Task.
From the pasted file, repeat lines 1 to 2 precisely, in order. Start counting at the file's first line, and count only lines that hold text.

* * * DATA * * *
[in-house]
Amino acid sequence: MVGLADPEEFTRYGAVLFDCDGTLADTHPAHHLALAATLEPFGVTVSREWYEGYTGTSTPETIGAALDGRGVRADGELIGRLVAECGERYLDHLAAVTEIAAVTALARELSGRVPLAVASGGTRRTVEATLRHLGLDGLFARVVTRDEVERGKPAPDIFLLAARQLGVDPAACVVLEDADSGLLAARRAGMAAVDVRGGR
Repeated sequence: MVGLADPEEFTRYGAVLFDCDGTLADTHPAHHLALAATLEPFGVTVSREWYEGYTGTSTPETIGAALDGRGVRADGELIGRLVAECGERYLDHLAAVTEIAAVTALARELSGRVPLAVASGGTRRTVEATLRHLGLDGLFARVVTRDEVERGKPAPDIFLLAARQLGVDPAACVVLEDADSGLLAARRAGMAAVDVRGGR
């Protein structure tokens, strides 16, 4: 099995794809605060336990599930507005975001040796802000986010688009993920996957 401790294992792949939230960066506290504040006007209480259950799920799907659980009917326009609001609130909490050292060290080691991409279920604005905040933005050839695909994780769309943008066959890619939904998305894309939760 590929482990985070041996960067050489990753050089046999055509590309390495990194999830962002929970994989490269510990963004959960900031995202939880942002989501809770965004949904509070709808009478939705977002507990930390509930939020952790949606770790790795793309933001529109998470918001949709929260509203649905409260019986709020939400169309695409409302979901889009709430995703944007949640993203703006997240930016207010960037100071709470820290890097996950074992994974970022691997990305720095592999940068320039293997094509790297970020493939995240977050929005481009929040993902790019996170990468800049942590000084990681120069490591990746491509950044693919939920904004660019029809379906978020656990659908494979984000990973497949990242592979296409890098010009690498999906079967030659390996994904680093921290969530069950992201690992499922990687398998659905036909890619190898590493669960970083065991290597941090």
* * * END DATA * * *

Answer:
[in-house]
Amino acid sequence: MVGLADPEEFTRYGAVLFDCDGTLADTHPAHHLALAATLEPFGVTVSREWYEGYTGTSTPETIGAALDGRGVRADGELIGRLVAECGERYLDHLAAVTEIAAVTALARELSGRVPLAVASGGTRRTVEATLRHLGLDGLFARVVTRDEVERGKPAPDIFLLAARQLGVDPAACVVLEDADSGLLAARRAGMAAVDVRGGR